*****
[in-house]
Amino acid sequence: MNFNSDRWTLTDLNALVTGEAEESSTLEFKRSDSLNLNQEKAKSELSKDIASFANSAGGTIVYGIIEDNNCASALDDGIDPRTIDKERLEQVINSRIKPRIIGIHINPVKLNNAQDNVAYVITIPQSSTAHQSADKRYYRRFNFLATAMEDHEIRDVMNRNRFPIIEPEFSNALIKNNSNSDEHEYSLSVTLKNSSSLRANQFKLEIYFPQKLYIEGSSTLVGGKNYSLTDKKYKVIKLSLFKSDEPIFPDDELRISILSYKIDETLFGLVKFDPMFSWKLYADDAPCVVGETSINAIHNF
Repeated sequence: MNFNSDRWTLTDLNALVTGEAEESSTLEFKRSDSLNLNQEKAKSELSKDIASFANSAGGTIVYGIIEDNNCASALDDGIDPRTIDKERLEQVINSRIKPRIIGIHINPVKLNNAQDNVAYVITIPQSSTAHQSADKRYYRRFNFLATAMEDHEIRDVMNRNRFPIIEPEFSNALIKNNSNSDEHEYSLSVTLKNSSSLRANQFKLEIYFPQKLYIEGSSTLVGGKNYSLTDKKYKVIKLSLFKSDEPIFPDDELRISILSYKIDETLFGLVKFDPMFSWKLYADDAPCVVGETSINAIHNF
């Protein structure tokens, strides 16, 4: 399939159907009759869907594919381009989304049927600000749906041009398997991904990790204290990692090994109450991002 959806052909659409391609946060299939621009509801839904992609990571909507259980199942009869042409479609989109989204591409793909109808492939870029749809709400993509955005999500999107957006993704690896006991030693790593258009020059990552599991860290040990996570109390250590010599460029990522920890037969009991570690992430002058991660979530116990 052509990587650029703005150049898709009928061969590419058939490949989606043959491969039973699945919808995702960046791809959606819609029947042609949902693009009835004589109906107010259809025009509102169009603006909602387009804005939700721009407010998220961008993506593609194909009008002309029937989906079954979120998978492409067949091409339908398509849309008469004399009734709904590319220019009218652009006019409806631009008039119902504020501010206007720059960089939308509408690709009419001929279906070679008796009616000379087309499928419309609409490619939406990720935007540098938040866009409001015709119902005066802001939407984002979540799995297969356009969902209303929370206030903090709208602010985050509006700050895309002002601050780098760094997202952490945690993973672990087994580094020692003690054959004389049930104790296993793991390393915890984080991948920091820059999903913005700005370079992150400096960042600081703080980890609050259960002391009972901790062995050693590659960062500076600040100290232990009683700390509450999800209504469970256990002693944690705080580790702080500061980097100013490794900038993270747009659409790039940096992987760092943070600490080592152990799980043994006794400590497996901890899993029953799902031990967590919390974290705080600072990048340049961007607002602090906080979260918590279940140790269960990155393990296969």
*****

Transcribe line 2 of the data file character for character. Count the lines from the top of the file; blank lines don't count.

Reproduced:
Amino acid sequence: MNFNSDRWTLTDLNALVTGEAEESSTLEFKRSDSLNLNQEKAKSELSKDIASFANSAGGTIVYGIIEDNNCASALDDGIDPRTIDKERLEQVINSRIKPRIIGIHINPVKLNNAQDNVAYVITIPQSSTAHQSADKRYYRRFNFLATAMEDHEIRDVMNRNRFPIIEPEFSNALIKNNSNSDEHEYSLSVTLKNSSSLRANQFKLEIYFPQKLYIEGSSTLVGGKNYSLTDKKYKVIKLSLFKSDEPIFPDDELRISILSYKIDETLFGLVKFDPMFSWKLYADDAPCVVGETSINAIHNF